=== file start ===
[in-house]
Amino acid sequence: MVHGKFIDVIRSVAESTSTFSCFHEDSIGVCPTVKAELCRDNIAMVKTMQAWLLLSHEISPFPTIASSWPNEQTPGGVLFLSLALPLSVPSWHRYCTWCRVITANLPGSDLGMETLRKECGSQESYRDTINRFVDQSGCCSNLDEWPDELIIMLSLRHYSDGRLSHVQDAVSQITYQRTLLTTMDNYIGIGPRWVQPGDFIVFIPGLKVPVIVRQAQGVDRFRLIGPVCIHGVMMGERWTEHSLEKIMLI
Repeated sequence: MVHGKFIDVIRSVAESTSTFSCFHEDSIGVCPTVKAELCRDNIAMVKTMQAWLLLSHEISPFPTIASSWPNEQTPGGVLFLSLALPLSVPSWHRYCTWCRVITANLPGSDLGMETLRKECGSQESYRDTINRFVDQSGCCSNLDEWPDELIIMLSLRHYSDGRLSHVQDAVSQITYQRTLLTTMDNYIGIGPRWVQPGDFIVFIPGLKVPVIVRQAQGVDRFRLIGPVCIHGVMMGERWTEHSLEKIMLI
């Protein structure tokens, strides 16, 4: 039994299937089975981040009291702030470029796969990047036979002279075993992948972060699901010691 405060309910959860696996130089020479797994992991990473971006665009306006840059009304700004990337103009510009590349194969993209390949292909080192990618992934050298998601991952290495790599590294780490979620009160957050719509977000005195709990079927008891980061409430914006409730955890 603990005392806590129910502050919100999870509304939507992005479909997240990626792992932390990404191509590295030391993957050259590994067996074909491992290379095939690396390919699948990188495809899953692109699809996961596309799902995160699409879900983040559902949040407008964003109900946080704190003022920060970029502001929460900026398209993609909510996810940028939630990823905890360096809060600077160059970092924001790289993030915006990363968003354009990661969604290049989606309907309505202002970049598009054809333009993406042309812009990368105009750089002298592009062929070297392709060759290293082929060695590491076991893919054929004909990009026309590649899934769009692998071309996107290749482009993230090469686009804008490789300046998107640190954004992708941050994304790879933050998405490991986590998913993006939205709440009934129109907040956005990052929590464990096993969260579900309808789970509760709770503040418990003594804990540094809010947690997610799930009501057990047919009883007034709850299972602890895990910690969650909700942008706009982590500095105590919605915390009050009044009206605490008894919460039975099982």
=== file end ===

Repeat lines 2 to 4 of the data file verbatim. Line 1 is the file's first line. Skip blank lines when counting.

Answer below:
Amino acid sequence: MVHGKFIDVIRSVAESTSTFSCFHEDSIGVCPTVKAELCRDNIAMVKTMQAWLLLSHEISPFPTIASSWPNEQTPGGVLFLSLALPLSVPSWHRYCTWCRVITANLPGSDLGMETLRKECGSQESYRDTINRFVDQSGCCSNLDEWPDELIIMLSLRHYSDGRLSHVQDAVSQITYQRTLLTTMDNYIGIGPRWVQPGDFIVFIPGLKVPVIVRQAQGVDRFRLIGPVCIHGVMMGERWTEHSLEKIMLI
Repeated sequence: MVHGKFIDVIRSVAESTSTFSCFHEDSIGVCPTVKAELCRDNIAMVKTMQAWLLLSHEISPFPTIASSWPNEQTPGGVLFLSLALPLSVPSWHRYCTWCRVITANLPGSDLGMETLRKECGSQESYRDTINRFVDQSGCCSNLDEWPDELIIMLSLRHYSDGRLSHVQDAVSQITYQRTLLTTMDNYIGIGPRWVQPGDFIVFIPGLKVPVIVRQAQGVDRFRLIGPVCIHGVMMGERWTEHSLEKIMLI
């Protein structure tokens, strides 16, 4: 039994299937089975981040009291702030470029796969990047036979002279075993992948972060699901010691 405060309910959860696996130089020479797994992991990473971006665009306006840059009304700004990337103009510009590349194969993209390949292909080192990618992934050298998601991952290495790599590294780490979620009160957050719509977000005195709990079927008891980061409430914006409730955890 603990005392806590129910502050919100999870509304939507992005479909997240990626792992932390990404191509590295030391993957050259590994067996074909491992290379095939690396390919699948990188495809899953692109699809996961596309799902995160699409879900983040559902949040407008964003109900946080704190003022920060970029502001929460900026398209993609909510996810940028939630990823905890360096809060600077160059970092924001790289993030915006990363968003354009990661969604290049989606309907309505202002970049598009054809333009993406042309812009990368105009750089002298592009062929070297392709060759290293082929060695590491076991893919054929004909990009026309590649899934769009692998071309996107290749482009993230090469686009804008490789300046998107640190954004992708941050994304790879933050998405490991986590998913993006939205709440009934129109907040956005990052929590464990096993969260579900309808789970509760709770503040418990003594804990540094809010947690997610799930009501057990047919009883007034709850299972602890895990910690969650909700942008706009982590500095105590919605915390009050009044009206605490008894919460039975099982």